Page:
2015 is on track to be one of the deadliest years for migrants crossing the mediterranean sea from north africa to europe. many hoping to make it to the united kingdom did it from france through the euro tunnel. migrants are still willing to risk their lives. sharls stratford met with some of those whose attempts have been unsuccessful. >> reporter: you see more and more injured in the camps these days. men, women and children who left months if not years ago. most say they are determineed to take a final left threatening risk to cut through or climb overbarbed wire fences and cling to the side of a train to what they dream of as a better life. most like this group of men won't speak on camera. one of them says he injured his
leg to run and leap on a train and describes what his life was like in darfur. he knows the risks he takes every night here in france. >> some people die. some of them broke their legs. sometimes you fall on the ground. >> reporter: it's difficult to know how many are trying to cross every night or even make it to the other side, medics say they are treating an increasing number of people for hand and leg injuries every day. we weren't allowed to film patients being treated. doctors are treating around 40 a day for injuries they get trying to break through the fence. >> every night they try. it's true it's difficult. their health is not the first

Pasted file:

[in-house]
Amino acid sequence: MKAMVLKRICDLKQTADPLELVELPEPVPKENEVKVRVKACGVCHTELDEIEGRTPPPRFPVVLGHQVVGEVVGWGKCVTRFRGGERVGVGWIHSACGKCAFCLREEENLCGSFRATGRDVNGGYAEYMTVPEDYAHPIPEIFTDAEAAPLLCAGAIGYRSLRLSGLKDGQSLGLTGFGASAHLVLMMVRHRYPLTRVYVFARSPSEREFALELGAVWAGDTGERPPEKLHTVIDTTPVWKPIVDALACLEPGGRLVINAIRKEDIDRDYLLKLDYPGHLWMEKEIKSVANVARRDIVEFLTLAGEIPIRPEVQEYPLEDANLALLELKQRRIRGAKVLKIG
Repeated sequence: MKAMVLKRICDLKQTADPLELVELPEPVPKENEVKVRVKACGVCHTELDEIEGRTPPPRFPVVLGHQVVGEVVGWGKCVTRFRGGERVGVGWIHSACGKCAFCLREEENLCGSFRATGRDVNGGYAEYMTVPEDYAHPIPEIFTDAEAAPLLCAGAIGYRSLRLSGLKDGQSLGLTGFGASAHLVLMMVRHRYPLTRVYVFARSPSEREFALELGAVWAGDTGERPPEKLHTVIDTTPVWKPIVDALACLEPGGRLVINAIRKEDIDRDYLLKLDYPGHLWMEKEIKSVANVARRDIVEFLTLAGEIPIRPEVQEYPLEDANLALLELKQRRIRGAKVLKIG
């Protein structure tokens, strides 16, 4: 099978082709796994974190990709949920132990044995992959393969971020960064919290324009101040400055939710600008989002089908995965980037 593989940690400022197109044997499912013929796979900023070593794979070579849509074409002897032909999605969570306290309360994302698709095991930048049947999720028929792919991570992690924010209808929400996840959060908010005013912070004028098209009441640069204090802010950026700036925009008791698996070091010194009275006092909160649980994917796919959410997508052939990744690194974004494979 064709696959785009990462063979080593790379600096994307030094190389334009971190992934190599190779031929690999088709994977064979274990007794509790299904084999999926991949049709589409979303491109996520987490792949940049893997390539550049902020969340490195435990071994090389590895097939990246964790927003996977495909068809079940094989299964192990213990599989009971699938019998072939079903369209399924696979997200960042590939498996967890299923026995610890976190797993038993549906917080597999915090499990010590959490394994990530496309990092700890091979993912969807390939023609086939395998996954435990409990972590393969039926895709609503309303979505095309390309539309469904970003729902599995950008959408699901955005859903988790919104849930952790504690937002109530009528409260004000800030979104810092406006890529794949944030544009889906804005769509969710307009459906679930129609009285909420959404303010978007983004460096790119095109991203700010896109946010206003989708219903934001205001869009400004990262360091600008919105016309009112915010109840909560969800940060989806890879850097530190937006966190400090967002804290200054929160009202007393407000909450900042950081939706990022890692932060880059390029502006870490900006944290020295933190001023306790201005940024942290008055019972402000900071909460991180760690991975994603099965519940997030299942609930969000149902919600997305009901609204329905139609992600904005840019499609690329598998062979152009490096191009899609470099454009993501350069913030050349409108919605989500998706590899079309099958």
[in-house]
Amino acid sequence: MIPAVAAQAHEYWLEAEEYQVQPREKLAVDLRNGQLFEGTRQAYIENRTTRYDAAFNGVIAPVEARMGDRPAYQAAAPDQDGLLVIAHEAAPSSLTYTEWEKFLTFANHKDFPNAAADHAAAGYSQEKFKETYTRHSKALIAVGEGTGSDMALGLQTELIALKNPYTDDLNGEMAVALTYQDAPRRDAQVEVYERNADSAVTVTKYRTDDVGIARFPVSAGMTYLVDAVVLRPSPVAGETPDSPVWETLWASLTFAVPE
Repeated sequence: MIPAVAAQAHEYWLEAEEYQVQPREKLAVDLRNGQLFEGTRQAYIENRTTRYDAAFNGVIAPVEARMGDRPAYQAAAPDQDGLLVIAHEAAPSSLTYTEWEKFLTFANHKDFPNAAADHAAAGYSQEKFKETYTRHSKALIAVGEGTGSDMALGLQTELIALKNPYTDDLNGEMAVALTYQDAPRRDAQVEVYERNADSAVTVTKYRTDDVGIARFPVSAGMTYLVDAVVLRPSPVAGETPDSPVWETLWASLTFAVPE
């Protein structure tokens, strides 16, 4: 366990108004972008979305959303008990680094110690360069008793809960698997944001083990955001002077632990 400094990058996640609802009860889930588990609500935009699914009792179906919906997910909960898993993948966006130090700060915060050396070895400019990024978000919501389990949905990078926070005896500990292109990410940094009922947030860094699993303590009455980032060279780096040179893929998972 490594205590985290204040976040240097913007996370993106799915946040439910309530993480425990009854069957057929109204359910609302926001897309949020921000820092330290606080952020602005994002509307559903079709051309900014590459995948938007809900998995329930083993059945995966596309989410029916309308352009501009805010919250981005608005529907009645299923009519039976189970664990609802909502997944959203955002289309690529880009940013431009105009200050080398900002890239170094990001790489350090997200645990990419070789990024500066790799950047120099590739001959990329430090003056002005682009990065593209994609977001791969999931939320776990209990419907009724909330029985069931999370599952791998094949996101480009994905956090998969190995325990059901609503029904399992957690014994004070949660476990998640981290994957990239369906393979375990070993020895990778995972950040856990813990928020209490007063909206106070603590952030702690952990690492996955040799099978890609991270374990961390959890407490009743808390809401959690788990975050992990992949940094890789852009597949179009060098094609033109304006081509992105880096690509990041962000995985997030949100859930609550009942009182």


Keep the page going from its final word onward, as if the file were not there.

the priority. the priority is to cross. >> reporter: the police have bolstered security around the tunnel entrance in the last few days. fences on bridges have been put up to stop people jumping on the tracks. there are police men on guard and sometimes helicopters above. >> the tunnel site is 650 heck tears with a fence. the migrants know it's difficult for police and security to patrol it. that's why they focus on the tunnel and that's why the site has become such a flash point. >> reporter: a place where men and women like these return to every night. >> croatia has commemorated 20 years since its war of independence from the former yugoslavia.